The beginning of a new year is a popular time for focusing attention on diets and weight loss. Everywhere you look – magazines, TV, Internet, there is talk about different diets, detox regimes and the latest wonder products.
If you are considering taking action, then choosing the right diet or detox regime is key, as many low fat diets could actually make you fatter.
Since the 1970s we have been told to cut our fat intake. It seemed to make sense: if we eat less fat, then we store less fat. At the same time theories were being developed that equated high saturated fat intake with high cholesterol and heart disease. The message was simple, and still pervades today.
However this is simply not true. Despite changes in our national fat consumption trends, such as switching to vegetable oils and avoiding saturated fat, we are still piling on the pounds and obesity rates in adults and children are still on the rise.
According to the International Federation of the Red Cross, there are now more obese people (1.5 billion) than hungry people (925 million). The figures for diabetes are equally arresting: 5 per cent of the world’s population now have the disease. In 1980 the figure was 2.5 per cent. Little wonder the Secretary-General of the UN recently said that the biggest threat to the world, developed and developing, is not from communicable diseases such as HIV or malaria but the non-communicable: obesity, heart disease, cancer, Alzheimer’s and of course diabetes. The death rate from those conditions alone is 35 million each year.
It is the fat content of food which tends to satisfy us or make a food taste really good. Low fat ready meals, snack foods and drinks contain much higher levels of sugar to compensate for their bland taste. Much of the time, this sugar is either sucrose or high fructose corn syrup, both of which contain about 50% fructose. When we have a high intake of sugar the liver has to manage it and if we do not instantly need to use all of this sugar then it gets converted to fat.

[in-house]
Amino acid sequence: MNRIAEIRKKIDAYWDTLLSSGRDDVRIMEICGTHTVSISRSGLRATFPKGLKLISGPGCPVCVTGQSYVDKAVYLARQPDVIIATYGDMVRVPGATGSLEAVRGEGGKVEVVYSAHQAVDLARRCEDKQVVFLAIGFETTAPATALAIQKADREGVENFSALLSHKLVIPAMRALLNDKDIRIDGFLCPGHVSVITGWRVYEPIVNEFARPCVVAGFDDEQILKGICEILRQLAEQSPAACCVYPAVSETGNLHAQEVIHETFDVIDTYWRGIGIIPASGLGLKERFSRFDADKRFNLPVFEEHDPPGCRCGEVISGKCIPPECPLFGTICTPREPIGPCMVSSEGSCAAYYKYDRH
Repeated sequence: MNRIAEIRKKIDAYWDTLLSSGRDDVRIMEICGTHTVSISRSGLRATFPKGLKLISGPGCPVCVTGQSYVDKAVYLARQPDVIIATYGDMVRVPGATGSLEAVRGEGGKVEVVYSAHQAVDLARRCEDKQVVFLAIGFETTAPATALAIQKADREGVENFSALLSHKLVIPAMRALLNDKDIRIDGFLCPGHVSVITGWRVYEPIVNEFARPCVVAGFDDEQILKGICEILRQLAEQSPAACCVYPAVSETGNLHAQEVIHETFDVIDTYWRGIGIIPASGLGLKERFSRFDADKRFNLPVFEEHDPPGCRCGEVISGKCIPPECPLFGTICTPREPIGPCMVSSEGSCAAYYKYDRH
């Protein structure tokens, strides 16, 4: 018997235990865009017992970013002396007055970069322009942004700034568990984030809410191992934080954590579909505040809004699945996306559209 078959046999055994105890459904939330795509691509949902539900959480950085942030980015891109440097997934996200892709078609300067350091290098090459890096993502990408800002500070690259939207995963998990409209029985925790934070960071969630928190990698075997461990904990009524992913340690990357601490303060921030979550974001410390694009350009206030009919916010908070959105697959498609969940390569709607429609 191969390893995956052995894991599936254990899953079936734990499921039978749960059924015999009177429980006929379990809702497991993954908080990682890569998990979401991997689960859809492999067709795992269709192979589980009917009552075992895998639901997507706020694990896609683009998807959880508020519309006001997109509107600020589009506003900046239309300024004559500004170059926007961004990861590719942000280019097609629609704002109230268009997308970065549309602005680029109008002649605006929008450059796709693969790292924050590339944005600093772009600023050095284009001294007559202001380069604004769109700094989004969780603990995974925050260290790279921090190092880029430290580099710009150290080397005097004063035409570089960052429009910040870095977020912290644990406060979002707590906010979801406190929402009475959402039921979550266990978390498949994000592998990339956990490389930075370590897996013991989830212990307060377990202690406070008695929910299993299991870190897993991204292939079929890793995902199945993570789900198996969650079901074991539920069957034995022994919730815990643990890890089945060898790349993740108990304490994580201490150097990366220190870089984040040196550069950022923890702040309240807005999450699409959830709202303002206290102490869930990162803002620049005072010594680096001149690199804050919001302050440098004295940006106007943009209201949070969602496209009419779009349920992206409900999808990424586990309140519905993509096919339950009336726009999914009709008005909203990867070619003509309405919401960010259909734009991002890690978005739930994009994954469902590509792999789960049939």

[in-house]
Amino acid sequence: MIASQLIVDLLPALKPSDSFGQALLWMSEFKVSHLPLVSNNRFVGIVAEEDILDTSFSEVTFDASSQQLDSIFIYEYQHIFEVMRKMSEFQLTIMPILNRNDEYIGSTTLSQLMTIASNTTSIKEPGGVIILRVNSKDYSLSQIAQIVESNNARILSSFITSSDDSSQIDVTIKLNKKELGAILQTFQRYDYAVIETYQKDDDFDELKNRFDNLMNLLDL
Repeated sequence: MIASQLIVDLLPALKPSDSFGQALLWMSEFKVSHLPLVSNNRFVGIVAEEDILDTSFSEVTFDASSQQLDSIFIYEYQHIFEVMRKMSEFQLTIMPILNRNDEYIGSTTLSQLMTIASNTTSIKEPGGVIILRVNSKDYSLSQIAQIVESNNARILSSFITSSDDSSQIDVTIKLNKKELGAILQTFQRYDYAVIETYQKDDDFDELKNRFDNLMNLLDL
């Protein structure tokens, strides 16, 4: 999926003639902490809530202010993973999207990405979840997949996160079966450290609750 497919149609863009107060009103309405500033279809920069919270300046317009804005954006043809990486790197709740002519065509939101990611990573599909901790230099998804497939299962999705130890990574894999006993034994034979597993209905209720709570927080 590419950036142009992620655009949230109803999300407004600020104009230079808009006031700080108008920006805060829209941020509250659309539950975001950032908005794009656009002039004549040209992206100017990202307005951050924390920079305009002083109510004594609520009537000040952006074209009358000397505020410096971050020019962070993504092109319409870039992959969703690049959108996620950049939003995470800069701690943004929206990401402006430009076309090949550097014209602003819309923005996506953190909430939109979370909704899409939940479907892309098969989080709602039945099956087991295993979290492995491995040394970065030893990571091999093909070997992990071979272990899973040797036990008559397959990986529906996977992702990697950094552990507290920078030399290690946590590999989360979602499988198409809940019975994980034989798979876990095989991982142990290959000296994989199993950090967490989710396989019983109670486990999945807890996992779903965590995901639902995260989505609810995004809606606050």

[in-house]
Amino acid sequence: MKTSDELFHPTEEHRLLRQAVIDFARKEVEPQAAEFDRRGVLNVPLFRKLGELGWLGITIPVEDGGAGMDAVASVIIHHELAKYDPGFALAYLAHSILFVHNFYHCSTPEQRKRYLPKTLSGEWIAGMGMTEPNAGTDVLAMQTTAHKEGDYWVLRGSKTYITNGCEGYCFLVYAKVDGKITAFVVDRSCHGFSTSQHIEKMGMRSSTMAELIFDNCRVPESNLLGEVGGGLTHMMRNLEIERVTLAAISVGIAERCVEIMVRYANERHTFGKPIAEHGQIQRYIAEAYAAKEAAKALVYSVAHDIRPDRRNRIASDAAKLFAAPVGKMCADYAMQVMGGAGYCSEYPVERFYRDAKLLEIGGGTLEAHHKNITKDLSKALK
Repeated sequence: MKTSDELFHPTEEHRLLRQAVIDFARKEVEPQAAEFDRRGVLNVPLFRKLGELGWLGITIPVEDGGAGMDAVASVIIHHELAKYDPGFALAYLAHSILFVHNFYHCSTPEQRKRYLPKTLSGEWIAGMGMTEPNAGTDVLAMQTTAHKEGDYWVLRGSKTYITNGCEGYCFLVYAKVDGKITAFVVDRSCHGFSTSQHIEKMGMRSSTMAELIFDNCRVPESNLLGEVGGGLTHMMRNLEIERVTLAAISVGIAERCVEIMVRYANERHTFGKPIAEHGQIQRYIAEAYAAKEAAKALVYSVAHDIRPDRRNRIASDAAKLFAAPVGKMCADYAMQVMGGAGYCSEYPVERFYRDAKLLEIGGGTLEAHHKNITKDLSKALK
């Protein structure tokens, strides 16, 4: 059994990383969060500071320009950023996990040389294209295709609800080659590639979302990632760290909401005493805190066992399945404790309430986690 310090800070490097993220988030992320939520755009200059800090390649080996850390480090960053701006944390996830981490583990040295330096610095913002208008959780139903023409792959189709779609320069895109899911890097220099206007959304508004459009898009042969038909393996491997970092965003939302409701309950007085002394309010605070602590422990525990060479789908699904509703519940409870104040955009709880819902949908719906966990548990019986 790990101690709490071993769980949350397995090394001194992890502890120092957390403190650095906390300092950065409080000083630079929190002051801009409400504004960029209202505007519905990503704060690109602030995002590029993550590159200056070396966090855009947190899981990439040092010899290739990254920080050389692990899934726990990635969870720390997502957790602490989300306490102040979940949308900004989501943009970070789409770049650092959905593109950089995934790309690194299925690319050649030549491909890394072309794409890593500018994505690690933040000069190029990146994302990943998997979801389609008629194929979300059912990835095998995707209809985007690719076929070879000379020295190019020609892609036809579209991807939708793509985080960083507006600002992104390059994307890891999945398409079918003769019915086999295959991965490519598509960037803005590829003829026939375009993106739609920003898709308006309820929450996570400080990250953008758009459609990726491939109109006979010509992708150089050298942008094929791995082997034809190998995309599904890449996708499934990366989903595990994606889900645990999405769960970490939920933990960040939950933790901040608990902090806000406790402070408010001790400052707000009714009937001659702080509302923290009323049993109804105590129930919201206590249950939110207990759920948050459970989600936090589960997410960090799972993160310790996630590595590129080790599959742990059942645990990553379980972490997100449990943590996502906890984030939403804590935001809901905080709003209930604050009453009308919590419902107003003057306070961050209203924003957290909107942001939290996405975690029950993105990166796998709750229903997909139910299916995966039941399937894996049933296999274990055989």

The intake of carbohydrates raises blood sugar levels, which then raise insulin levels, which then increase fat storage, but sugars and other refined carbohydrates will do it much quicker than more complex carbohydrates. Not only do we have ‘low fat’ foods with high amounts of sugar but we also find carbohydrates used to bulk out foods like sausages and breakfast cereals.
When faced with an overdose of sugar the body’s cells will shut themselves off and so starts the process of insulin resistance. This in turn promotes chronic metabolic disease, including diabetes and heart disease.
High levels of hidden sugars can be found in a number of foods and drinks, including fruit juice – especially cranberry juice – and flavoured water drinks, take away meals, ready meals, low fat desserts, snacks and treats, yoghurt, crisps and much more. A low-fat yoghurt may, for example, contain 7% more sugar than the full fat version.
In addition, many fruit farms now focus on growing varieties of fruit that have higher levels of sugar. It seems our sweet tooth is becoming increasingly persistent: the more sugar we eat, the more sweetness we need to satisfy the craving.
Are you aware of the hidden sugars in your diet?